Natural gas futures traded near steady Monday, supported as traders viewed last week's declines to two-week lows as a good opportunity to buy, but under pressure as the market remains well supplied during spring's dip in demand for the heating and power-plant fuel.

Natural gas for June delivery recently traded 0.4 cent, or 0.1%, higher, at $4.239 a million British thermal units on the New York Mercantile Exchange.

The benchmark contract Friday ended at its lowest level in more than two weeks, as mild spring weather during the coming weeks was seen cutting demand. Futures were also under pressure from steep losses in crude oil and other commodities, and sank 9.5% on the week.

The declines spurred some buying early Monday, as did weather forecasts calling for an uptick in demand to power air conditioning in the U.S. south.

"The South may generate some real cooling demand in the next several days," said Mike Fitzpatrick, a partner with Kilduff Group, in a client note. "The warm weather will spread along the east coast into New York and New England by the middle of the month as high summer approaches."

Meteorologists with MDA EarthSat expect warmer-than-normal weather this week from Texas through Florida, and north toward the Great Lakes. Daily high temperatures near 90 degrees Fahrenheit are expected in Houston, Atlanta and St. Louis this week, the private forecaster said Monday.

Futures have also drawn support in recent weeks from a larger-than-normal amount of outages at nuclear power plants. Gas-fired power stations are frequently called upon to pick up the slack when nuclear plants go offline.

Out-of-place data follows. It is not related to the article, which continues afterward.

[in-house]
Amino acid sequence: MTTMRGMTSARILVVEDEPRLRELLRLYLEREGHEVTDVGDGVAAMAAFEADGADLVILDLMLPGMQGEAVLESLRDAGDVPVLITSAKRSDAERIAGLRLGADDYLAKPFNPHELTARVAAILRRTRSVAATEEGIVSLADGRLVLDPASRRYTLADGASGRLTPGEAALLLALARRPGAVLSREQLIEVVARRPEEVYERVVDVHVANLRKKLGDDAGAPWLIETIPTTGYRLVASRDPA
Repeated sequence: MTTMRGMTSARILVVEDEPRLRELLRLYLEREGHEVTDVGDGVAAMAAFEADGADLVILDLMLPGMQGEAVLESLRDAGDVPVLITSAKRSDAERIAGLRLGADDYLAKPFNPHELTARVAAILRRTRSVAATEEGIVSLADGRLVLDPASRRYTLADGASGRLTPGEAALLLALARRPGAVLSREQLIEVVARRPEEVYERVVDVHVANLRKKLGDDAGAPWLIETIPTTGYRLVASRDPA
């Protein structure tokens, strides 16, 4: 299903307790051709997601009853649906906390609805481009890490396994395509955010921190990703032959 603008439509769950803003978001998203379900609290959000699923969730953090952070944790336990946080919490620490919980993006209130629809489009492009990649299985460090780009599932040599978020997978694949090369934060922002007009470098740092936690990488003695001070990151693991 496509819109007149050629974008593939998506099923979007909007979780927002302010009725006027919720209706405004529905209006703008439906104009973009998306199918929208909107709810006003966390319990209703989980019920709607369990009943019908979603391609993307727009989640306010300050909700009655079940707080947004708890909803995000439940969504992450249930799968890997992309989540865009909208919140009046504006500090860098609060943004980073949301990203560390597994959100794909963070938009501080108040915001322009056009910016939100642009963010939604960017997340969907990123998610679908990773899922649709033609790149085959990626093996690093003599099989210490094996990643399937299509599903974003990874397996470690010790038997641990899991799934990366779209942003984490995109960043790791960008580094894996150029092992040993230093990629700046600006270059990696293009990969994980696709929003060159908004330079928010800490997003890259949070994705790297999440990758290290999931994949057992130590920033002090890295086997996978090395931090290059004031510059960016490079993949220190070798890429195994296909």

But analysts say futures remain pressured by the view that the market will remain well supplied during spring's dip in gas use.

The Energy Information Administration reported Thursday that 72 billion cubic feet of natural gas was added to storage during the week ended April 29, more than estimates for a 67-bcf gain in a Dow Jones Newswires survey.

Inventories on the week stood at 1.757 trillion cubic feet, 1% below the five-year average, and 11.4% below 2010 levels, but still a comfortable level of supply with robust production expected to continue.

The number of rigs drilling for natural gas in the U.S. rose by eight last week, to 890, Baker Hughes Inc. (BHI) said, the second consecutive week of gains.

"Gas drilling activity has remained stubbornly high over the past several months," analysts with Canaccord Genuity said Monday in a client note, "with [about] 30 net rigs coming out of the field since the start of the year despite a lackluster gas price environment."

Meanwhile, natural gas for next-day delivery at the benchmark Henry Hub in Louisiana recently traded at $4.26/MMBtu, according to IntercontinentalExchange, down 2 cents from Friday's average. Natural gas for Tuesday delivery at Transcontinental Zone 6 in New York traded at $4.50/MMBtu, little changed from Friday.